One thing that’s common among all human beings is our desire for the new and the novel. New experiences actually trigger the release of dopamine in our brains, which causes us to feel pleasure. It seems we can’t get enough. Something else we share as humans is an absolute aversion to change. I mean, we will actually stay in an undesirable situation for longer than necessary just because we are afraid to find what’s on the other side once we make the change. It makes no sense right? But there it is.
So how can you change your life, bringing in the new and the novel, without taking those major steps that absolutely terrify you?
Simple: Start small. I like to call it exercising your change muscle.
Do more things. Cross more lines.
Ok, let’s do a quick exercise. Write down one action you have been wanting to take in order to improve the quality of your life. Yes, that thing that just popped into your mind before you pushed it away! That’s the one.
Here are 3 ways to make it happen:
1. Visualize yourself doing it—You’ve spent hours imagining, in detail, how scary it is and how many things could go wrong if you take this step. Now ask yourself another question. What could go right? Create the movie again in your head again but this time, instead of making it a horror film, turn it into an adventure flick or a documentary. Remember, you have the power to create. Use your power for good. Make a list of all of the great things that will happen as a result of you taking this step. Make sure to incorporate as many senses as you can. What will your success sound like? What colors are around you? What smells do you notice? What physical sensations will you have? Be creative. The sky’s the limit.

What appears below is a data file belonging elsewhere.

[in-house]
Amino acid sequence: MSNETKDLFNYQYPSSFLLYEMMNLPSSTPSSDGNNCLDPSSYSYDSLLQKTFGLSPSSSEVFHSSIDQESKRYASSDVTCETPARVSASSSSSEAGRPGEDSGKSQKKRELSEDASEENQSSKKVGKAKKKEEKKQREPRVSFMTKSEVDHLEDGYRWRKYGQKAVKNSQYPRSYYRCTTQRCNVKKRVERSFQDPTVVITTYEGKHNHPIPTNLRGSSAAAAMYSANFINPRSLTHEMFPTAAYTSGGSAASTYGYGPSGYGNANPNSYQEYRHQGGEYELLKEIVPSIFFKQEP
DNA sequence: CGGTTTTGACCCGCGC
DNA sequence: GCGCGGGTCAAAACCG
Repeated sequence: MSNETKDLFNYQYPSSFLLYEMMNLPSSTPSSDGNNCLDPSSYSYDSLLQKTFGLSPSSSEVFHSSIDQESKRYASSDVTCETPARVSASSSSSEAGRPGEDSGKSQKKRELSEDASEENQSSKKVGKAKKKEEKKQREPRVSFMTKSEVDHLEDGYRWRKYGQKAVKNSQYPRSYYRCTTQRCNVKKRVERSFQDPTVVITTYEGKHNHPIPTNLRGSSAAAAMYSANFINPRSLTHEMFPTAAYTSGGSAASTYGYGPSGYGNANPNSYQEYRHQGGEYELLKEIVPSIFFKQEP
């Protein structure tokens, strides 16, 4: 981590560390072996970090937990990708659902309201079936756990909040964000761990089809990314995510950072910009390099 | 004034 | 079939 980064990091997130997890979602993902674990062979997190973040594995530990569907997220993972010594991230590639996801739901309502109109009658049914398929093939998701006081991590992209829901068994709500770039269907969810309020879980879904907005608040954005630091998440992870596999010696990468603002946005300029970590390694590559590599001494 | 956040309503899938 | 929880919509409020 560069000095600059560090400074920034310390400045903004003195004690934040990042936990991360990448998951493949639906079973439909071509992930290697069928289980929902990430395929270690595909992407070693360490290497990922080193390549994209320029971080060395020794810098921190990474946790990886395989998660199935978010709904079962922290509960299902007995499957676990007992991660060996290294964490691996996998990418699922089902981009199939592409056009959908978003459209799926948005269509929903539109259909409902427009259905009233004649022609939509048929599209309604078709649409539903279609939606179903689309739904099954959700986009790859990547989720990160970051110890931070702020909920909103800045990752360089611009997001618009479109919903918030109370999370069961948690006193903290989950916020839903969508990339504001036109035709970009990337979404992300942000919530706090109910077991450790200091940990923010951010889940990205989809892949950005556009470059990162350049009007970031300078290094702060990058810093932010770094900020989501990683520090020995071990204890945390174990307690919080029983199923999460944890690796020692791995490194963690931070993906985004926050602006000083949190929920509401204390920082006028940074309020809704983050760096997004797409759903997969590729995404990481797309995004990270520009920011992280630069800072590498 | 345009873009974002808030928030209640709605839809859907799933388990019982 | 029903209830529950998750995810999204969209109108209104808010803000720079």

2. Feel the feeling and do it anyway—Do you feel guilty for putting yourself first? Do you feel afraid of how your new life will look? Do you feel sad about the people you may need to leave behind? Is something telling you you’re going to fail? Acknowledge those feelings and voices and thank them for their input. Then do it anyway. Move yourself physically and definitively into the new thing. You may be surprised at how quickly those feelings fade, and how much quieter those voices become.
3. Be ok with just being ok—One technique that helps me try on new things is to set my expectations low. Since I tend to be a perfectionist by nature, my instinct is to avoid doing things until I can do them perfectly. I overcome this by reminding myself that my goal for the first time is just to finish. Period. Then I can step back, assess my performance and make any necessary adjustments. The next time, my goal is to do it better than the first time. By then I have successfully overcome my inertia and fear. Some people call this the “ready, fire, aim” technique. I used this technique three years ago to complete my first sprint triathlon. Last year, I finished first in my division.
Once you create the momentum of change and newness in any area, you free yourself to make changes in other areas as well. You’ll notice that several opportunities will begin to open up in your life.
I’d love to hear your story! Please email me at: firstname.lastname@example.org and tell me what new thing you did this week and how your life was changed. Your story may inspire others to take the leap!